In Postgresql, version 9.6 and below,
pg_logical is one of the only ways to achieve logical replication. Without the plugin, replication is performed via "log shipping" and "log streaming". Although these methods of replication can be used to migrate to RDS, they do not support migrating across major versions.
pg_logical can migrate a database across major versions and offers the most flexibility when it comes to specifying which tables to migrate, and when. This tool does not come without a steep learning curve, so be sure to do your research. If you are running Postgresql 10 or higher, logical replication is built in, although, using the
pg_logical plugin may still provide some additional features.
Sometimes you just need the best of both worlds. A full data load of an entire database, and then ongoing replication to get the last little bit and prepare for a cut-over maintenance window. Hybrid approaches can be achieved by utilizing
pg_logical in combination. The general idea is that you would create a logical replication slot on the primary to store up
wal_logs. Next, you would dump the data from a paused read replica, being sure to grab the "log sequence number" from the operation. Once all the data has been loaded, you would start replicating the rest of the data using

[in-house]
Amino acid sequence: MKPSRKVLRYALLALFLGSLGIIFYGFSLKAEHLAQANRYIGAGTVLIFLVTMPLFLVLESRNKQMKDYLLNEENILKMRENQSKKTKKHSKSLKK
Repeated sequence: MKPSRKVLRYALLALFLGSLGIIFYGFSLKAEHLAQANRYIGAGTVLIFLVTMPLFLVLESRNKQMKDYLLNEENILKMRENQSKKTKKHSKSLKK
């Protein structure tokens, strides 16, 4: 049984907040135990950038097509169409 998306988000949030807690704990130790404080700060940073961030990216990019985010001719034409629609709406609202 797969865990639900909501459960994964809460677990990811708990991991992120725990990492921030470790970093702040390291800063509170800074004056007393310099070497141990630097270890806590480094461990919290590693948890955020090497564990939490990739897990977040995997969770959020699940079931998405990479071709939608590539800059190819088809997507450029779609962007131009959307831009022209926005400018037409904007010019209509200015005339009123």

pg_logical, until the target database is caught up. Once the target database is replicating, it is just a matter of planning your cut-over procedure.
Be sure to check back frequently for an in-depth guide on utilizing this hybrid approach to perform migrations.
Large database migrations can be a nasty bit of business. They are, however, a necessary evil. Mastering the different migration techniques described above and gaining an in-depth understanding of the source database can ease the process and help you build confidence. Be patient, do your research, execute your tests and experiments, and you will be sure to find success. Alternatively, drop us a line at email@example.com. We would love to help you make your database migration a huge success. As an AWS MAP partner, Ippon Technologies is positioned to enable your company to move forward with its road map. Also, check back soon for several different detailed migration strategy write-ups on our blog site.